that time of year again. The turn of the calendar over to day 1 of 365 days
of opportunity to do better, be better and feel better. If you’re
like the millions of Americans who make New Year’s resolutions each
year, you probably have something in mind that you’d like to improve
upon during the next several hundred days of your life. But what if I
told you that eliminating some of the most punishing saboteurs of your
performance at ANY new (or existing) action you would like to accomplish
might be where you need to start?
The statistics say most people will give up on their New Year’s resolution
by the second month of the year. There are plenty of reasons a person
decides to push eject on those January 1 goals. Sometimes, the aim is
too lofty, or you can’t take the appropriate time to achieve the
goal. However, one crucial consideration is how well the individual planned
to succeed at their goal – including removing obstacles that stand
in their way.
When it comes to
peak neurological performance, of which I am a diligent student and proponent, you can take plenty of
actions to help your brain make you better – at anything. So, it
stands to reason that if your brain can help you perform well, it can
also contribute to poor performance based on the fuel and care it receives.
Alcohol Consumption – Whether you’re an elite athlete or a business executive,
the consumption of alcohol in American culture is a celebratory and relaxation
ritual. Unless it’s done to excess, occasionally drinking alcohol
is a pastime many adults believe is harmless. But I am here to tell you,
your brain keeps score of your drinking habits, whether you get “drunk”
or not. The neurological research literature consistently points to a
reduction in physical balance, reaction time, visual acuity, fine motor
skills, and more regarding acute alcohol consumption. The neurological
impact evidence may lead people to reason that their performance is
only inhibited while they’re under the influence of alcohol. Though the
impact of alcohol consumption after the “buzz” has worn off
is unique to the individual, plenty of research indicates that the effects
do linger and negatively impact our sleep, mood regulation, cognitive
function, memory, and learning.
Inadequate and Low-Quality Sleep – How
well do you sleep? How you answer that question depends not only on the number
of hours you sleep each night but also on how restful that sleep is. If
you’re like most adults, you’re lacking in both sleep quality
and quantity. Health issues, nighttime distractions such as screens in
the bedroom, a lack of exercise in the daytime, and, as mentioned above,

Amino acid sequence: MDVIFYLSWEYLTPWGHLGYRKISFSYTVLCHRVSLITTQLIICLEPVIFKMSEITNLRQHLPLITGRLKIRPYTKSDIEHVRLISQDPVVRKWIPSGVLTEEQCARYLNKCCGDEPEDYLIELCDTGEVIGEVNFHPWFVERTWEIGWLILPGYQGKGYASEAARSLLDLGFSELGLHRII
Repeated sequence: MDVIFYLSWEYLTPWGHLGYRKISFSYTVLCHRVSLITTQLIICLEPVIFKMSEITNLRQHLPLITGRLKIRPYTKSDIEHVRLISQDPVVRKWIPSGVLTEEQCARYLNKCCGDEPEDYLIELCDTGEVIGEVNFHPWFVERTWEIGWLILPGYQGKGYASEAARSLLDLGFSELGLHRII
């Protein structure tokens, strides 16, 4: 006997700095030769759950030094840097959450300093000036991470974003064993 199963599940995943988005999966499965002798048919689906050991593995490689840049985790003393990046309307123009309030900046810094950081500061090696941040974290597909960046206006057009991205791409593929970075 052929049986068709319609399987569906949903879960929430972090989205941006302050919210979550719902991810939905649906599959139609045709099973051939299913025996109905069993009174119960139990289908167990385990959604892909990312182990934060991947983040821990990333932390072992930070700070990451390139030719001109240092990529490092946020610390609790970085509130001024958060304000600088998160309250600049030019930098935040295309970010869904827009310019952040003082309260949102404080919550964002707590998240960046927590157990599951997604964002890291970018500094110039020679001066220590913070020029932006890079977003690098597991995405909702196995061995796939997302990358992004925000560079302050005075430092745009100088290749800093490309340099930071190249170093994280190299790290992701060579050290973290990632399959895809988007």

alcohol consumption all play a role in how well we sleep. I’ve written
how sleep impacts performance, especially for athletes. But you don’t have to be an athlete to
understand that if you want to get better at just about anything in life,
you’ve got to be sure that your sleep hygiene is on point. In other
words: you can train, practice, or strive until the cows come home, but
if your sleep life is dismal, you won’t achieve peak performance
anything you try to do.
Unaddressed Stress – To be clear – sometimes life is stressful. In my practice, I have
come to understand that no two people process stress in the same way.
We’re all unique. We arrive at this life with various generational,
hereditary, and socioeconomic backgrounds and experiences. But I can say
for sure that stress that doesn’t have an outlet (exercise, mindfulness
meditation, or psychotherapy, for example) has a negative impact on performance.
When stress is elevated and ill-managed in an individual, it can impede
performance on tasks or activities that require attention, memory, decision-making,
reaction time, and an accelerated rate of fatigue.
Now that you’ve read through these three punishing impacts on peak
performance, where do you stand? Do you notice any areas that you can
address so that the performance goals you want to achieve are set up for
success from the jump? Getting better at anything takes time and diligence,
to be sure, but if you’ve found yourself running up against walls
on your goals, year after year, it might be time to address these issues
as the potential bricks stacked against your efforts. Once you do that,
you might be surprised at how much easier (not faster, necessarily) it
is to attain those goals. It will be well worth the effort, I promise.